IT Support Blog for Small Business Owners

David S. Mulvey

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The Top 10 Reasons to IT Outsource Versus “Doing IT Yourself.”

Posted by David S. Mulvey on Tue, Mar 18, 2014

Top 10 reasons to IT outsource

Most of ANP’s new clients are “doing IT themselves,” before we meet them. Once we complete an assessment of their IT environment they are surprised to find out how many serious things are not configured correctly or not configured at all. We have been providing IT outsourced services since 1998, and we have learned a few things along the way. Let me share with you what I believe are the top 10 reasons why a small business owner or a non-profit Executive Director should be considering IT outsourcing.

Given below, as reflected by ANP’s clients, are the top 10 reasons to outsource your IT:

  1. Lower operational and capital costs are among the primary reasons why companies choose to outsource their IT. When properly executed, IT outsourcing has a defining impact and can deliver significant savings to a company. In addition, rather than get Time & Materials IT invoices on an unplanned basis, you now get a fixed-fee invoice every month; it is so much easier to plan your IT cash flow.
  2. Perhaps most important, you can gain some peace-of-mind that your IT is being run by using industry best practices. I opened the blog sharing with you that most owners are really surprised how bad their IT situation is. By outsourcing your IT you can become confident in knowing that all of the data security, patching, antivirus updating, disk defragging and daily backups will be monitored, proactively managed and completed.
  3. Many times our new clients recognize the existing IT foundation is in big trouble, and in order to build an organization that can scale and grow, a strong IT foundation must be in place. Once you outsource your IT you will have access to the advice of professional IT experts. They will analyze your basic IT foundation and make recommendations. For example, during a new engagement ANP often finds a Local Area Network (LAN) in which LAN switches are daisy-chained throughout the company. Over time, this common practice will cripple the LAN’s ability to work correctly and everyone will slow down to a crawl. Placing a couple of new LAN switches in a few closets can completely turn that condition around.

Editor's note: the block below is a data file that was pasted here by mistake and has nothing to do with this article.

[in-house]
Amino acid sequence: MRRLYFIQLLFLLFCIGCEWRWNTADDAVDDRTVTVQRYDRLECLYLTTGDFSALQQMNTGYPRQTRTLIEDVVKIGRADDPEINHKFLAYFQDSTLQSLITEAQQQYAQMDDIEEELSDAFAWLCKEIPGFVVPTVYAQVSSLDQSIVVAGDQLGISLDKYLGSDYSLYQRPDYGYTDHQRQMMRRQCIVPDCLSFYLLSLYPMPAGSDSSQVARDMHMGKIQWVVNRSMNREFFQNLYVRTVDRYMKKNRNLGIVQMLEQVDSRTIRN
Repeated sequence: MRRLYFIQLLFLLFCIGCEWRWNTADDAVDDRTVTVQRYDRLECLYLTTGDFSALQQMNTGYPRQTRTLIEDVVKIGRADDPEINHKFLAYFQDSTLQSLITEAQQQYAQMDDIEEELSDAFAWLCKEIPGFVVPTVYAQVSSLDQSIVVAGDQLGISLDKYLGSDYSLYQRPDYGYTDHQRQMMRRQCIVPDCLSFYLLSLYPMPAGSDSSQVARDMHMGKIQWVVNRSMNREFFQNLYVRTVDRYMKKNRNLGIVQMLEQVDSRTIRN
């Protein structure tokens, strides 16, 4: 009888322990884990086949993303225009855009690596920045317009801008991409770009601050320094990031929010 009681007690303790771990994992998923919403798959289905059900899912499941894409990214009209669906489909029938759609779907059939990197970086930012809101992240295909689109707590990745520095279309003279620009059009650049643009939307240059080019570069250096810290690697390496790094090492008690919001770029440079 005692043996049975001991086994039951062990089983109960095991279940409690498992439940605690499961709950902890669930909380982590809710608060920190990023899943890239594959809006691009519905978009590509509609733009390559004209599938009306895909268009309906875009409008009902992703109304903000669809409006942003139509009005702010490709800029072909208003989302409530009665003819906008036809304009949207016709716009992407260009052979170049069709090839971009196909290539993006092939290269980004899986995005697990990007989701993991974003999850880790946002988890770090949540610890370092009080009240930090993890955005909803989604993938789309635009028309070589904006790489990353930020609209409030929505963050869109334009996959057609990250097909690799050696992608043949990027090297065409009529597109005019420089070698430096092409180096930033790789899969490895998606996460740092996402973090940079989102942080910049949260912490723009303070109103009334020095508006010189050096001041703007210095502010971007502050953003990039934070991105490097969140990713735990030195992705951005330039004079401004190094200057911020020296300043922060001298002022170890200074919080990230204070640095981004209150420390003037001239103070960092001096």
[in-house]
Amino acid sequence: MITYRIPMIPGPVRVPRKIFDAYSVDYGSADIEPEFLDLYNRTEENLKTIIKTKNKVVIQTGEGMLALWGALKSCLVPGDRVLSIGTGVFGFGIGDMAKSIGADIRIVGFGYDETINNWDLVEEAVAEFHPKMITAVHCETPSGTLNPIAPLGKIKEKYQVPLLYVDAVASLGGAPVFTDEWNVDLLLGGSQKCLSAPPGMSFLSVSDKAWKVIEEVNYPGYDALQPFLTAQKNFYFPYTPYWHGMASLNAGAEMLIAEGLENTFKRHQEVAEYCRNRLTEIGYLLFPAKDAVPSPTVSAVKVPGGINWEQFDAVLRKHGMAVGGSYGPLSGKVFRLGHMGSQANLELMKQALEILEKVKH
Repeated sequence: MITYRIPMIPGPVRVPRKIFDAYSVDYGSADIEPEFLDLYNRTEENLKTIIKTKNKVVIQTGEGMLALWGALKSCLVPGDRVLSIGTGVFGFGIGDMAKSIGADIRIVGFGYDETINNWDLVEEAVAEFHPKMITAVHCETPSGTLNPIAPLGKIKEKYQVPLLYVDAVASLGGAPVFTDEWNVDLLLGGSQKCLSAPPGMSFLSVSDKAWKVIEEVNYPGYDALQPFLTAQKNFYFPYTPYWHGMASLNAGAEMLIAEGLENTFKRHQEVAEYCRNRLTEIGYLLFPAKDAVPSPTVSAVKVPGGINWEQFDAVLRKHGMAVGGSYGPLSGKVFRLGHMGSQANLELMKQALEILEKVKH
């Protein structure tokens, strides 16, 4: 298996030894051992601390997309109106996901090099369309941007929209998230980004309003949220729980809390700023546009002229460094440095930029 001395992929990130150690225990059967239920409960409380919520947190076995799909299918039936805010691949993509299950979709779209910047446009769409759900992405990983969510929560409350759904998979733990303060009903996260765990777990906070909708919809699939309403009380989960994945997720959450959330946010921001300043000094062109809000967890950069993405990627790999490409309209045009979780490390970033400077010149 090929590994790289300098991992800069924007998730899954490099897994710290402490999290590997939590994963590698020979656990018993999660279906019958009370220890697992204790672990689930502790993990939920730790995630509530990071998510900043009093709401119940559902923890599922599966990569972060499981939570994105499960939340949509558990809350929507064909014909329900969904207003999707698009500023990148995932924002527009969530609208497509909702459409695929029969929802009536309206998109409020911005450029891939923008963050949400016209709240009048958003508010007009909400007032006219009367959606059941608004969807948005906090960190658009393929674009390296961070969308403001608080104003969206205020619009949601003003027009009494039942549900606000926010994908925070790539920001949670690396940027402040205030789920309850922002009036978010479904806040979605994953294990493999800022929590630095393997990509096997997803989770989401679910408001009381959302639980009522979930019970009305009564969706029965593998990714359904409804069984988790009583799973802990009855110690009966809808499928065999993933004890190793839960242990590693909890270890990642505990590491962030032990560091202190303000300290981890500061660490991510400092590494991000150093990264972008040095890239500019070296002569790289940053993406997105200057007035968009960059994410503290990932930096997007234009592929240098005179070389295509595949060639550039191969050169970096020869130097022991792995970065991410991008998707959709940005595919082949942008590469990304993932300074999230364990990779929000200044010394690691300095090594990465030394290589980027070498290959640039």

4. If you were to consider how much time you and your staff are spending on IT today, what would you estimate the value of that lost payroll to be? If you outsource your IT to a third party, you immediately re-gain time which you and your staff can use to focus on growing your business.
  5. IT outsourcing can also help a small business build a 3-year and 5-year IT budget. You can actually plan to replace old PCs and laptops in a scheduled and controlled fashion, rather than wait until a salesperson’s PC blows up and you find them screaming in your office to spend an unplanned $1500.
  6. Outsourcing your IT will also free up internal IT resources that were doing mundane support desk and patching tasks, allowing them to be put to more effective use for other strategic IT purposes.
  7. IT Outsourcing can also be used as a strategic planning tool before a business sale. If you are planning to sell your business as a strategic platform, your IT must be performing at a high level. Once an offer for sale has been made, an IT professional will be sent in during a diligence period to evaluate your IT processes and they will assess the overall condition of your IT department. Outsourcing a year before the business sale will insure you get a great bill of health!
  8. Outsourcing also enables companies to realize the benefits of re-engineering their whole IT server farm. My experience has been that many companies have deferred their IT spending so long that the servers running the business are too old and way overtaxed, impeding the ability of each PC on the network to do the simplest of tasks.
  9. By delegating responsibilities to an external IT service provider companies can wash their hands of IT functions that are difficult to manage and control while still realizing their benefits.
  10. Some companies also outsource IT to help them expand and gain access to new market areas, by taking the point of production or service delivery closer to their end users. For instance, do you want to move into South America or the Mid-East? ANP has deployed WAN and LAN networks throughout the world.

To summarize: Companies undertake IT outsourcing for a variety of reasons depending upon their vision and purpose. While this may vary from company to company, all of our clients have found outsourcing their IT to be a fruitful and successful component of their business strategy. You should consider it as a potential strategy for your business!

6 Essential IT Outsourcing Strategies

Topics: IT Outsourcing, Managed IT Service Provider, IT Peace of Mind, IT infrastructure

What is the Advantage of IT Outsourcing for a Small Business?

Posted by David S. Mulvey on Thu, Mar 13, 2014

IT OutsourcingAs a business owner you are always focused on the key activities of growing your company, but you also need to deal with your non-core business functions efficiently, such as your IT operations.  IT outsourcing is a tried-and-tested approach and is recognized as a long-term competitive strategy for business success.  IT outsourcing helps you get your focus back on your core business and control your IT CAPEX and OPEX costs at the same time.